Ryann Redmond, Kevin Duda & Ben Cameron Set for The Ensemblist's READING AND WORKSHOPS Episode
While there are many ideas for musicals, especially those inspired by books and movies as of late, not all will have the opportunity to make it to Broadway. Sure, the successful blockbuster hits, such as The Phantom of the Opera, The Lion King, and Wicked make mounting a Broadway musical look easy, but none of these shows would be as successful as they are now if they had used the first draft of the script. Oftentimes, musicals undergo a long period of development to go from page to stage, and even after performing the show, there are more changes that are made.
This developmental process that shows undergo consists of readings and workshops that allow creative teams to get feedback from actors and small audiences to help shape the show. Additionally, this process allows creators to have the opportunity to receive financial backing from producers to further develop (and hopefully produce) the musical. Some actors are lucky enough to get involved with an early reading of a show and continue to stay with the production until it opens on Broadway.
On this episode of The Ensemblist, Nikka and Mo interview three performers who have been able to watch a musical grow from the workshop stages to Opening Night on The Great White Way. These performers have firsthand experience of how many changes an original musical endures in order to garner success. As members of different original Broadway casts, Ben Cameron (Wicked), Kevin Duda (The Book of Mormon, Beautiful), and Ryann Redmond (Bring It On, If/Then) discuss why the development of a musical is necessary and the challenges they witnessed along the way.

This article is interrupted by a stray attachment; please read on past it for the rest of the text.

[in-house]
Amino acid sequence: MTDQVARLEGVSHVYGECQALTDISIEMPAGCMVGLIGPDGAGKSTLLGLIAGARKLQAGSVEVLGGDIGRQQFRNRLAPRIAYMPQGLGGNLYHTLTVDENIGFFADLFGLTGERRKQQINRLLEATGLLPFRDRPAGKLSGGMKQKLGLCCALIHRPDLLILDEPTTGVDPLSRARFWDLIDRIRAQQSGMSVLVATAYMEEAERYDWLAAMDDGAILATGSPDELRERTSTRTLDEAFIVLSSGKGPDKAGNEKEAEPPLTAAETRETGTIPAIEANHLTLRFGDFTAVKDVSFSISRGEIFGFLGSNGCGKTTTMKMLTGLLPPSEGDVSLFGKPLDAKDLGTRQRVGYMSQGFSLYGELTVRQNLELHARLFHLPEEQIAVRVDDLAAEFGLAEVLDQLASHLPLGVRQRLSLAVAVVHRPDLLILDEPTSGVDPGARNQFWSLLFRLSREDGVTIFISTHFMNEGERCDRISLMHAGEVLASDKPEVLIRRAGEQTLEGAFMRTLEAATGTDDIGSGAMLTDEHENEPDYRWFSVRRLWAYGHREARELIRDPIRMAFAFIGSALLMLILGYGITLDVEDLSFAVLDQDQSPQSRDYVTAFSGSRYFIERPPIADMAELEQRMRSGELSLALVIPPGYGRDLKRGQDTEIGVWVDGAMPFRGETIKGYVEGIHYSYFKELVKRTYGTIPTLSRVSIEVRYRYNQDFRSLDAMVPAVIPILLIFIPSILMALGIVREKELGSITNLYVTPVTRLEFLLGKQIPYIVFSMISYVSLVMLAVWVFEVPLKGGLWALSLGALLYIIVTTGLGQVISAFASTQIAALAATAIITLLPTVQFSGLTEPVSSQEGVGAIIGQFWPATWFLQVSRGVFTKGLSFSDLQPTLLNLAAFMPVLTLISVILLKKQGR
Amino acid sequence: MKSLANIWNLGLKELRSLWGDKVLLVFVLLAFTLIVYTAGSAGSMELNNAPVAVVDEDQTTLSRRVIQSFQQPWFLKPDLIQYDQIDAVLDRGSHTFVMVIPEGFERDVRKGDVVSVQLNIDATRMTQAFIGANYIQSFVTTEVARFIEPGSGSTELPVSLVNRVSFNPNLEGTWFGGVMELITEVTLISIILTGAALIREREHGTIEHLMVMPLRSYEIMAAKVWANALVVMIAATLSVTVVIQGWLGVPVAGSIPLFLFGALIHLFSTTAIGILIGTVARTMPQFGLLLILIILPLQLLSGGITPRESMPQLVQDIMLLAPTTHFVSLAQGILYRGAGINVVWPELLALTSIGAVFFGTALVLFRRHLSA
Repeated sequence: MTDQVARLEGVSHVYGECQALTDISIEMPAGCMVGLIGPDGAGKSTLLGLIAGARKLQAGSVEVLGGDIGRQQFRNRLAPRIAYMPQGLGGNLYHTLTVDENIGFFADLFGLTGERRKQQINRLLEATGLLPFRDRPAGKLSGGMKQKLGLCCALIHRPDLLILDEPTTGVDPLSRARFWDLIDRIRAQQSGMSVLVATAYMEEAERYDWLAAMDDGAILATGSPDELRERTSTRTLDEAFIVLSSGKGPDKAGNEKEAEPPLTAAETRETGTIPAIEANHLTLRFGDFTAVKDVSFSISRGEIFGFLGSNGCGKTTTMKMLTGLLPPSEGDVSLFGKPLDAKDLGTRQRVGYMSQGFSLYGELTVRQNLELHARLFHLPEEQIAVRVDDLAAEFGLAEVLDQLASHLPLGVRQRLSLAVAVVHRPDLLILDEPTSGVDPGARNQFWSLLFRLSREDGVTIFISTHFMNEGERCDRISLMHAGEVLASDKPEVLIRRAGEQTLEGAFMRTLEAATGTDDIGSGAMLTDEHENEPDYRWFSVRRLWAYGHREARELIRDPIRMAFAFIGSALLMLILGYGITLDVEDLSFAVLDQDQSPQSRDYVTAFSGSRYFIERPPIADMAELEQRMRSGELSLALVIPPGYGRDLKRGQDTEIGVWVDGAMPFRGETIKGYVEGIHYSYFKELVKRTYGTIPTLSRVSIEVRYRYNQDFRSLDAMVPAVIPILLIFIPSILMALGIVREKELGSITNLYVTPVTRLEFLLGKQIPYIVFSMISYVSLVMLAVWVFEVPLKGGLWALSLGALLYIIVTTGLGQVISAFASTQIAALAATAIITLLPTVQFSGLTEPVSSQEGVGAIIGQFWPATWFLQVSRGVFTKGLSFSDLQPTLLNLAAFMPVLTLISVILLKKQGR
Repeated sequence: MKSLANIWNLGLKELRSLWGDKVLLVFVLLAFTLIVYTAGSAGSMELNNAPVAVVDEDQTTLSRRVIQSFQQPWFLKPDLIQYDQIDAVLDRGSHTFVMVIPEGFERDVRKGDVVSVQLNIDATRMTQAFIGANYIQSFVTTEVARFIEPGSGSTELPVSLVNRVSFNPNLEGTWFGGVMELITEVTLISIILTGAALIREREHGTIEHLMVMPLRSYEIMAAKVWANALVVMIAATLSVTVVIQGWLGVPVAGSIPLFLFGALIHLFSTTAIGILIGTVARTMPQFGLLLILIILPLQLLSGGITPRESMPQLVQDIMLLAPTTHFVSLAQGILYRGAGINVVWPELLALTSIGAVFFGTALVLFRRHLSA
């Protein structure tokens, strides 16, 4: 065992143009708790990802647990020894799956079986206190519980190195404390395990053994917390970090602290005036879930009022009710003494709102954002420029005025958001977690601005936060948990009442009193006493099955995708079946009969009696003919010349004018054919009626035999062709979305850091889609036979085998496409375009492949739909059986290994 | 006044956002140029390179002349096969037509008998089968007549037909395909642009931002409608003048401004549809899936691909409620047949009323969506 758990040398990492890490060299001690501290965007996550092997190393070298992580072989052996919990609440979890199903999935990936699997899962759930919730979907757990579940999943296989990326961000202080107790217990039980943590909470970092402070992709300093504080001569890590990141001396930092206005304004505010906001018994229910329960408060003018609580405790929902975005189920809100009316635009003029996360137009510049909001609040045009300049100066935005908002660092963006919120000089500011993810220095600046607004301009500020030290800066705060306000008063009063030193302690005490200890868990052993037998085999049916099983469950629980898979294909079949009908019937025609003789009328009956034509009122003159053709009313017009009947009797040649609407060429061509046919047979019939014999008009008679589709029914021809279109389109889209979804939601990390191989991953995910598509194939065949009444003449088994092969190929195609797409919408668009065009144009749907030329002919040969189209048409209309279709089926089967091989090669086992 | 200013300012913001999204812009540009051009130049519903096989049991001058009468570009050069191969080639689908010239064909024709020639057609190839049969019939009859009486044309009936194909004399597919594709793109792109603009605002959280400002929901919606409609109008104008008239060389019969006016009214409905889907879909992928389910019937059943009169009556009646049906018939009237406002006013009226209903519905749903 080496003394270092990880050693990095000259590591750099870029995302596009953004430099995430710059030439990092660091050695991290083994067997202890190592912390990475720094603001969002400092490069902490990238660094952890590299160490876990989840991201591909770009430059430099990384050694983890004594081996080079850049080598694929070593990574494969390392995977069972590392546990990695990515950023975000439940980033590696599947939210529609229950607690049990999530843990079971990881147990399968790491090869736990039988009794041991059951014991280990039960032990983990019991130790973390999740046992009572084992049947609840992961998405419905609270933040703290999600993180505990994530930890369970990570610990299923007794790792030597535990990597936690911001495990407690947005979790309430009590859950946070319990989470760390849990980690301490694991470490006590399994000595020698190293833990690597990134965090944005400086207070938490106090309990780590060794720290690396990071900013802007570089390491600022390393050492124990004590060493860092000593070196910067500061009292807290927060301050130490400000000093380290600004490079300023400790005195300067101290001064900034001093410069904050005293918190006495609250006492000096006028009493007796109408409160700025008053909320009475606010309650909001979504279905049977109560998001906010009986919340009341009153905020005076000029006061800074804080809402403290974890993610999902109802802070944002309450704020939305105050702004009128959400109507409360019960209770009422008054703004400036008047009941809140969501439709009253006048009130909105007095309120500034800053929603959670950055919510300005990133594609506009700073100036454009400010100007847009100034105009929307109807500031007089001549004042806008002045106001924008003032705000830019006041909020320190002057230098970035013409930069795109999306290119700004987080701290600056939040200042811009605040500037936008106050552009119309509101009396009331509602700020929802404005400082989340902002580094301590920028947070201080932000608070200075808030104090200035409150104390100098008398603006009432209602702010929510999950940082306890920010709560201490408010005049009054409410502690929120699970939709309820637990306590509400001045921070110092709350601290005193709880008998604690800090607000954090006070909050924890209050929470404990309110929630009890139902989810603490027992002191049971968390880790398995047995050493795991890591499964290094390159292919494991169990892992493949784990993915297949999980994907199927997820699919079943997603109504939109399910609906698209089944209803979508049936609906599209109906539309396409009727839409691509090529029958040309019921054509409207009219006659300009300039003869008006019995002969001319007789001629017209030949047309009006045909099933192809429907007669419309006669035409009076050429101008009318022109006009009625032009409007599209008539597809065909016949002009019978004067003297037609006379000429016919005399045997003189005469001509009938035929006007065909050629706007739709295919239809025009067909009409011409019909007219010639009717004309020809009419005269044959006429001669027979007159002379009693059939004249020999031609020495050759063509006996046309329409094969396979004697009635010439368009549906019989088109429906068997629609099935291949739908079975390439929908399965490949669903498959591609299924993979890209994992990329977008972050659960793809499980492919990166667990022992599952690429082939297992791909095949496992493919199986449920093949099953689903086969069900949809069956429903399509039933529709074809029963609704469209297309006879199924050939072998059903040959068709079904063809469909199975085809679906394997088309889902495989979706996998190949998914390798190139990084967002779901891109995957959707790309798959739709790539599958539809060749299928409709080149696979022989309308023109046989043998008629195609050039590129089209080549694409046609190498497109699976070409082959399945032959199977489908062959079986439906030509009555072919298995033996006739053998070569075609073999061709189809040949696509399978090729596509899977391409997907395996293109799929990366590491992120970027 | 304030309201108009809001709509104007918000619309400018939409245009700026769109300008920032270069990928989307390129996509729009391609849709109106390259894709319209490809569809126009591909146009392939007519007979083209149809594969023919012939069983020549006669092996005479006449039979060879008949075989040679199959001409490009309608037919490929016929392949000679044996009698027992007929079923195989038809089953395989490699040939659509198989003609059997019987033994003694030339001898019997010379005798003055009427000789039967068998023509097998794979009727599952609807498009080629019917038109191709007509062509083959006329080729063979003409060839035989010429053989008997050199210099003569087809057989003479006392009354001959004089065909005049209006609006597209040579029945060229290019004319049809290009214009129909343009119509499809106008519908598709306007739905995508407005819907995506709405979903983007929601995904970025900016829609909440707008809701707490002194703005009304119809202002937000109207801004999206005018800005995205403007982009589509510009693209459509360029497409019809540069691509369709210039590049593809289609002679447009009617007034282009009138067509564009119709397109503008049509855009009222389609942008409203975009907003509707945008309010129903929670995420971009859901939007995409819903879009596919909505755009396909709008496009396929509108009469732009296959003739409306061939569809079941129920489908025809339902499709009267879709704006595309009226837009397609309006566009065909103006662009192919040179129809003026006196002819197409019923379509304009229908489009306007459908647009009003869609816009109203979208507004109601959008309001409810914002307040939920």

Cameron (Wicked, Aida, Footloose) has appeared in two original casts of Broadway shows: Footloose & Wicked. He reveals some of the drastic changes Wicked encountered from its first reading to the version of the musical that has now been seen by millions. Additionally, Cameron conveys how necessary the of collaboration amongst writers, producers, creative team members, and actors is throughout the development process and how rewarding the entire experience can be.
Duda (Beautiful: The Carole King Musical, The Book of Mormon, Les Liaisons Dangereuses) can currently be seen in the ensemble of Beautiful, where he originated the roles of Neil Sedaka and Lou Adler. He explains how each show takes a unique journey to Broadway, especially in terms of the length of the development process; Duda worked on pre-Broadway readings and workshops for both The Book of Mormon and Beautiful. Duda also discusses the joys of getting to originate roles.
Redmond (If/Then, Bring It On: The Musical) is currently performing in the ensemble of If/Then. She reveals how she got to help influence her character, Bridget, in Bring It On throughout the workshop process. Another benefit of developing a musical, as Redmond explains, is the connections that can be made with writers and creative team members. She talks about how readings and rehearsals help to clarify and strengthen the writers' words and characters' actions.
New episodes of The Ensemblist can be downloaded every two weeks through the iTunes store by searching for "The Ensemblist." Episodes can be also be streamed on Stitcher Radio, TuneIn, and downloaded directly from Podbean at theensemblist.podbean.com.
The next episode will feature interviews from ensemblists who have performed in movie musicals, such as Chicago, Hairspray, and Across the Universe.
Our website, TheEnsemblist.com, features stories, Q&As, and blog posts from those in the know about life as an ensemblist, plus cool stuff we can't NOT share. You can also follow @theensemblist on Twitter and Like us at facebook.com/theensemblist.